Ohio nursing facility takes steps to reduce worker MSD injuries
Twin Towers to hire a specialized safety consultant to help improve workplace conditions
Employees at a Cincinnati nursing care facility will benefit from improvements the company is making to its policies and procedures for transferring residents at Twin Towers, a provider of skilled nursing care services.
Nursing facilities have among the highest rates of serious work-related injuries and musculoskeletal disorders, including those of the neck, upper extremities and lower back, which account for a significant portion of these injuries.
Preventing injuries, preserving dignity
"Musculoskeletal disorders are preventable. An effective, safe resident handling program will reduce muscle fatigue, increase productivity and reduce the number and severity of work-related injuries," said Ken Montgomery, OSHA area director in Cincinnati. "Twin Towers recognizes the need to make changes to its resident handling procedures to prevent injury to workers while continuing to preserve the dignity of patients with limited mobility."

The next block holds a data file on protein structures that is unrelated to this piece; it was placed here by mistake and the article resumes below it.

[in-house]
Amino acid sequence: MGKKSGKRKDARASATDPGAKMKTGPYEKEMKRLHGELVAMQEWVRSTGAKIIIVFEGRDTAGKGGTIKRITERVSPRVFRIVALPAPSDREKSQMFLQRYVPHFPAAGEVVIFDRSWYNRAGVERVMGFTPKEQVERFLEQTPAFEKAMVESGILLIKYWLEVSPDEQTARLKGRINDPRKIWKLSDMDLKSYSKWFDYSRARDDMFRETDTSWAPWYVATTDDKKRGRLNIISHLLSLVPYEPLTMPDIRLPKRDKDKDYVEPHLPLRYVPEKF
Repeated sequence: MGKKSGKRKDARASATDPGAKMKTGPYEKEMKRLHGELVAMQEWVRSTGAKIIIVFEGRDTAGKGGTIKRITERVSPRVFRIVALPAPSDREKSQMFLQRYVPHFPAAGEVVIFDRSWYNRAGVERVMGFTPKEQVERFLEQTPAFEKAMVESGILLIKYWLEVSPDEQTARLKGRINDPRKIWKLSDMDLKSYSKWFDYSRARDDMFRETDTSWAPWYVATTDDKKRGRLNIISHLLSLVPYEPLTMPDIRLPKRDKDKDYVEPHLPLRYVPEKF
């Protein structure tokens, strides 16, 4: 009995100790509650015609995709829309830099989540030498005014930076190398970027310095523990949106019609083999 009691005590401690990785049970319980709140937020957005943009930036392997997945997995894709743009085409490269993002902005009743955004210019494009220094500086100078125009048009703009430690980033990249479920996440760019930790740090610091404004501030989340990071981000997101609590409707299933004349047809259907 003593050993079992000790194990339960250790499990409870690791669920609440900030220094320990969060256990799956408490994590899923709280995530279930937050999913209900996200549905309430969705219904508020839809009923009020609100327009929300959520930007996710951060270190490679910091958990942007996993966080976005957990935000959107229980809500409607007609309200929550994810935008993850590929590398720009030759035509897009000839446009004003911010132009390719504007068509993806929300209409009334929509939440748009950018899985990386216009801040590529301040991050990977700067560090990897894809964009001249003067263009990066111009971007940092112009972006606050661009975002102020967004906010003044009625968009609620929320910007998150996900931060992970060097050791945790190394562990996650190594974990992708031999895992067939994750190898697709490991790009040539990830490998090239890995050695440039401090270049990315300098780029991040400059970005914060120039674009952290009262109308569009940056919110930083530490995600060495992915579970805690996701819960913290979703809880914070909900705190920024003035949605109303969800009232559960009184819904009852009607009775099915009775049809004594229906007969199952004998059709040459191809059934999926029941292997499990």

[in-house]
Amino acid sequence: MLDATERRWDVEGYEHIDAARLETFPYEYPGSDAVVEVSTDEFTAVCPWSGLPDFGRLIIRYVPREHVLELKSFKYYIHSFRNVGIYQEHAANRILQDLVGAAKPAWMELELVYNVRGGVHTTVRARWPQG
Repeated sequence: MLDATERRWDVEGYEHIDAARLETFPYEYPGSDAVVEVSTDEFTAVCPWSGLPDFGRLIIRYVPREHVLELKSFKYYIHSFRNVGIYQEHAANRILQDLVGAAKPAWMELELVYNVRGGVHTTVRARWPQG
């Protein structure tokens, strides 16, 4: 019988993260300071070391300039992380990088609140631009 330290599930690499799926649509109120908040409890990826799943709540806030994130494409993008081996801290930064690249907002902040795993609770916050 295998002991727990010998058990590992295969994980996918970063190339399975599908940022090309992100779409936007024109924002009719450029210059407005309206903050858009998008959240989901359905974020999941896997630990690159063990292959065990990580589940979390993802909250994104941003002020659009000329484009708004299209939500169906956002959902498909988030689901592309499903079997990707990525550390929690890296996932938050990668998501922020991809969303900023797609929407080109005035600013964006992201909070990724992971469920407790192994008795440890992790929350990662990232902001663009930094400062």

Under terms of a settlement agreement with OSHA, Twin Towers will retain a specialized safety consultant with ergonomics expertise to recommend improvements to its resident handling program that will include minimal lifting by caregivers; using safe handling technologies, such as mechanical lifts; repositioning aids; and training for workers.
The company will report to OSHA on improvements to its program within six months and pay a penalty of $18,200 to resolve OSHA citations issued in June 2015. The agency issued citations after conducting an inspection based on a review of injury and illness logs for employees, which indicated a high rate of musculoskeletal injuries for caregivers. Twin Towers cooperated fully with OSHA's investigation.
Almost half of all injuries
Work-related musculoskeletal disorders are among the most frequently reported causes of lost or restricted work time. Bureau of Labor Statistics' data for 2013 shows overexertion accounted for almost half of all reported injuries in the health care industry. Nurses and nursing assistants each accounted for a substantial share of this total. Among all occupations, orderlies, nursing assistants and personal care aides had some of the highest musculoskeletal disorder rates in 2013.
Twin Towers is a registered nonprofit corporation. It operates under the parent corporation, Life Enriching Communities, and employs about 300 workers. Life Enriching Communities also operates Twin Lakes, a senior living community in Montgomery. The settlement agreement between OSHA and Twin Towers also calls for a review of Twin Lakes' policies and procedures for resident handling.